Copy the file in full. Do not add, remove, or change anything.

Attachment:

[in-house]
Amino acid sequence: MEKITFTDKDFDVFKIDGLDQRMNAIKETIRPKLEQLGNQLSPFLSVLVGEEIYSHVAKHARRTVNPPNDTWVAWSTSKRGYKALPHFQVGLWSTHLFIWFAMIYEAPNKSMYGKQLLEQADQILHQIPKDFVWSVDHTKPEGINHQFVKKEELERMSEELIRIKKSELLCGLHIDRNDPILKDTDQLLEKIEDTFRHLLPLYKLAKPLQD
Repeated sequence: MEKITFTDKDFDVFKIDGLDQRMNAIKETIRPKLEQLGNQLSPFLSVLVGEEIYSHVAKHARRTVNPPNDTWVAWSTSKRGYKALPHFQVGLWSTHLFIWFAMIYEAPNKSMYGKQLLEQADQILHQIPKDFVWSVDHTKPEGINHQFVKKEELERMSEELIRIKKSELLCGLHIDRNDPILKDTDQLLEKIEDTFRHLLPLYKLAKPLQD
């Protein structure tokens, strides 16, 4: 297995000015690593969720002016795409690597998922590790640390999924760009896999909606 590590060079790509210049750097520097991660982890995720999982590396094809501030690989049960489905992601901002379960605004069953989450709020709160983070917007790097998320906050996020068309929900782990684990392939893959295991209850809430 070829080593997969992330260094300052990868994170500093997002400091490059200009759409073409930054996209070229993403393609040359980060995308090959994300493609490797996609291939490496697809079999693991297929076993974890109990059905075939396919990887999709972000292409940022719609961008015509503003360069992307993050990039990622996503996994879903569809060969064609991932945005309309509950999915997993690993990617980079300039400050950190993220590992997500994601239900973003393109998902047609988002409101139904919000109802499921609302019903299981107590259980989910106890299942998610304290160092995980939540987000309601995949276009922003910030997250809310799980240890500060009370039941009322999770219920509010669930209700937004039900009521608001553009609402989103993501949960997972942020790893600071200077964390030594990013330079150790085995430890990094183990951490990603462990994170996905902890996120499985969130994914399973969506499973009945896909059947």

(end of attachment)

[in-house]
Amino acid sequence: MEKITFTDKDFDVFKIDGLDQRMNAIKETIRPKLEQLGNQLSPFLSVLVGEEIYSHVAKHARRTVNPPNDTWVAWSTSKRGYKALPHFQVGLWSTHLFIWFAMIYEAPNKSMYGKQLLEQADQILHQIPKDFVWSVDHTKPEGINHQFVKKEELERMSEELIRIKKSELLCGLHIDRNDPILKDTDQLLEKIEDTFRHLLPLYKLAKPLQD
Repeated sequence: MEKITFTDKDFDVFKIDGLDQRMNAIKETIRPKLEQLGNQLSPFLSVLVGEEIYSHVAKHARRTVNPPNDTWVAWSTSKRGYKALPHFQVGLWSTHLFIWFAMIYEAPNKSMYGKQLLEQADQILHQIPKDFVWSVDHTKPEGINHQFVKKEELERMSEELIRIKKSELLCGLHIDRNDPILKDTDQLLEKIEDTFRHLLPLYKLAKPLQD
């Protein structure tokens, strides 16, 4: 297995000015690593969720002016795409690597998922590790640390999924760009896999909606 590590060079790509210049750097520097991660982890995720999982590396094809501030690989049960489905992601901002379960605004069953989450709020709160983070917007790097998320906050996020068309929900782990684990392939893959295991209850809430 070829080593997969992330260094300052990868994170500093997002400091490059200009759409073409930054996209070229993403393609040359980060995308090959994300493609490797996609291939490496697809079999693991297929076993974890109990059905075939396919990887999709972000292409940022719609961008015509503003360069992307993050990039990622996503996994879903569809060969064609991932945005309309509950999915997993690993990617980079300039400050950190993220590992997500994601239900973003393109998902047609988002409101139904919000109802499921609302019903299981107590259980989910106890299942998610304290160092995980939540987000309601995949276009922003910030997250809310799980240890500060009370039941009322999770219920509010669930209700937004039900009521608001553009609402989103993501949960997972942020790893600071200077964390030594990013330079150790085995430890990094183990951490990603462990994170996905902890996120499985969130994914399973969506499973009945896909059947």